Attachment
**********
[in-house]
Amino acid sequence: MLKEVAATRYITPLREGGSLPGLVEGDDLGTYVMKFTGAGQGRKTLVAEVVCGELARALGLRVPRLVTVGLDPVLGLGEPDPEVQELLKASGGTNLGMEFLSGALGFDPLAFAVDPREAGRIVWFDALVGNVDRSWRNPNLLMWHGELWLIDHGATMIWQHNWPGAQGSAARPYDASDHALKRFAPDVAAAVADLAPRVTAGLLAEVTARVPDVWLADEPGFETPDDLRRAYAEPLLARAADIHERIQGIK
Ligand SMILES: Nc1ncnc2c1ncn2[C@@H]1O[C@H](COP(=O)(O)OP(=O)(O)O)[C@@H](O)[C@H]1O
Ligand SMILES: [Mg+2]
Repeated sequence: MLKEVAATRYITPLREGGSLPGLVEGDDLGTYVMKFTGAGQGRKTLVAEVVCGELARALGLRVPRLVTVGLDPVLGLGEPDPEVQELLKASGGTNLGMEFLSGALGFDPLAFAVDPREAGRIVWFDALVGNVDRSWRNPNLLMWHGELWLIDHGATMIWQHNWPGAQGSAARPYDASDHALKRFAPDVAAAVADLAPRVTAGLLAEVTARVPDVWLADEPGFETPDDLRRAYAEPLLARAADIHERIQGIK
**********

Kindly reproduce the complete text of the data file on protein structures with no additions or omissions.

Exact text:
[in-house]
Amino acid sequence: MLKEVAATRYITPLREGGSLPGLVEGDDLGTYVMKFTGAGQGRKTLVAEVVCGELARALGLRVPRLVTVGLDPVLGLGEPDPEVQELLKASGGTNLGMEFLSGALGFDPLAFAVDPREAGRIVWFDALVGNVDRSWRNPNLLMWHGELWLIDHGATMIWQHNWPGAQGSAARPYDASDHALKRFAPDVAAAVADLAPRVTAGLLAEVTARVPDVWLADEPGFETPDDLRRAYAEPLLARAADIHERIQGIK
Ligand SMILES: Nc1ncnc2c1ncn2[C@@H]1O[C@H](COP(=O)(O)OP(=O)(O)O)[C@@H](O)[C@H]1O
Ligand SMILES: [Mg+2]
Repeated sequence: MLKEVAATRYITPLREGGSLPGLVEGDDLGTYVMKFTGAGQGRKTLVAEVVCGELARALGLRVPRLVTVGLDPVLGLGEPDPEVQELLKASGGTNLGMEFLSGALGFDPLAFAVDPREAGRIVWFDALVGNVDRSWRNPNLLMWHGELWLIDHGATMIWQHNWPGAQGSAARPYDASDHALKRFAPDVAAAVADLAPRVTAGLLAEVTARVPDVWLADEPGFETPDDLRRAYAEPLLARAADIHERIQGIK